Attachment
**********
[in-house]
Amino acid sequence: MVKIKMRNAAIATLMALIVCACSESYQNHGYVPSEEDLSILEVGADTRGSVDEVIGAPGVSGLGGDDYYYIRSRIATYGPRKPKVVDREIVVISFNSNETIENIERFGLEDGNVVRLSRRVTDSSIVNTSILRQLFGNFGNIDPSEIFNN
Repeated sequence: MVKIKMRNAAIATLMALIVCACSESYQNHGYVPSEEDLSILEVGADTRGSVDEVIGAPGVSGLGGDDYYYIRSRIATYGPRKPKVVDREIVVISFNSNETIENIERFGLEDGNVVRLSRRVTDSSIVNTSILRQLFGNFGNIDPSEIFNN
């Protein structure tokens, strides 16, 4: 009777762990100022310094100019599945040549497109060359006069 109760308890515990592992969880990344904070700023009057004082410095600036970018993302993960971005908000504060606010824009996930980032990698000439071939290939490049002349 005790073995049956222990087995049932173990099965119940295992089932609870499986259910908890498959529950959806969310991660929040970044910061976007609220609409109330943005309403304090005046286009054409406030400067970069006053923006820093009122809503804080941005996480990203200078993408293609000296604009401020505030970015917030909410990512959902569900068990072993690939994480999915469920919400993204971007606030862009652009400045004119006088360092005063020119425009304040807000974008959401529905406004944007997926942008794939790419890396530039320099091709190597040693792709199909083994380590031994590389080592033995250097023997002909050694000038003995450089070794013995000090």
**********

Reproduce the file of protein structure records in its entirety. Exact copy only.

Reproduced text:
[in-house]
Amino acid sequence: MVKIKMRNAAIATLMALIVCACSESYQNHGYVPSEEDLSILEVGADTRGSVDEVIGAPGVSGLGGDDYYYIRSRIATYGPRKPKVVDREIVVISFNSNETIENIERFGLEDGNVVRLSRRVTDSSIVNTSILRQLFGNFGNIDPSEIFNN
Repeated sequence: MVKIKMRNAAIATLMALIVCACSESYQNHGYVPSEEDLSILEVGADTRGSVDEVIGAPGVSGLGGDDYYYIRSRIATYGPRKPKVVDREIVVISFNSNETIENIERFGLEDGNVVRLSRRVTDSSIVNTSILRQLFGNFGNIDPSEIFNN
């Protein structure tokens, strides 16, 4: 009777762990100022310094100019599945040549497109060359006069 109760308890515990592992969880990344904070700023009057004082410095600036970018993302993960971005908000504060606010824009996930980032990698000439071939290939490049002349 005790073995049956222990087995049932173990099965119940295992089932609870499986259910908890498959529950959806969310991660929040970044910061976007609220609409109330943005309403304090005046286009054409406030400067970069006053923006820093009122809503804080941005996480990203200078993408293609000296604009401020505030970015917030909410990512959902569900068990072993690939994480999915469920919400993204971007606030862009652009400045004119006088360092005063020119425009304040807000974008959401529905406004944007997926942008794939790419890396530039320099091709190597040693792709199909083994380590031994590389080592033995250097023997002909050694000038003995450089070794013995000090």